Microbial division of labor produces higher biofuel yields

Yong-Su Jin
Yong-Su Jin. Photo: Fred Zwicky.

CHAMPAIGN, Ill. — Scientists have found a way to boost ethanol production via yeast fermentation, a standard method for converting plant sugars into biofuels. Their approach, detailed in the journal Nature Communications, relies on careful timing and a tight division of labor among synthetic yeast strains to yield more ethanol per unit of plant sugars than previous approaches have achieved.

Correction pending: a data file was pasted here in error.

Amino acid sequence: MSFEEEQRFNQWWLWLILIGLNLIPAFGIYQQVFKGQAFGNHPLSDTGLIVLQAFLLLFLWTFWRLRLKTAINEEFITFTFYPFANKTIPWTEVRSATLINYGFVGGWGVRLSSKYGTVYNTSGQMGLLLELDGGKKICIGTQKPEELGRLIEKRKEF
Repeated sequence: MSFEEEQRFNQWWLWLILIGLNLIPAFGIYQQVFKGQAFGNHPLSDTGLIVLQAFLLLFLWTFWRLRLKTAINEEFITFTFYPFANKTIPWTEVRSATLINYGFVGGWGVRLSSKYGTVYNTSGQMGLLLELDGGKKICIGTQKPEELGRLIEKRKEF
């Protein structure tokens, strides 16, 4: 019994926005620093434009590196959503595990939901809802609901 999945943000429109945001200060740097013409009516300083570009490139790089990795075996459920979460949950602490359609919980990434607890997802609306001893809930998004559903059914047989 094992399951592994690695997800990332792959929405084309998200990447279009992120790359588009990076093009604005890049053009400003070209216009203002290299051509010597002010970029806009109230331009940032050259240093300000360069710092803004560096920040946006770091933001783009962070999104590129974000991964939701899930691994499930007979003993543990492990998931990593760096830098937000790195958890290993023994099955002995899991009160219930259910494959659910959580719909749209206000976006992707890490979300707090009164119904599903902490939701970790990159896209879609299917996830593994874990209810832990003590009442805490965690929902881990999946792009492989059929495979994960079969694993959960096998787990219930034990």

“We constructed an artificial microbial community consisting of two engineered yeast strains: a glucose specialist and a xylose specialist,” said Yong-Su Jin, a professor of food science and human nutrition at the University of Illinois Urbana-Champaign, who co-led the new research with U. of I. bioengineering professor Ting Lu. “We investigated how the timing of mixing the two yeast populations and the ratios in which the two populations were mixed affected the production of cellulosic ethanol.”

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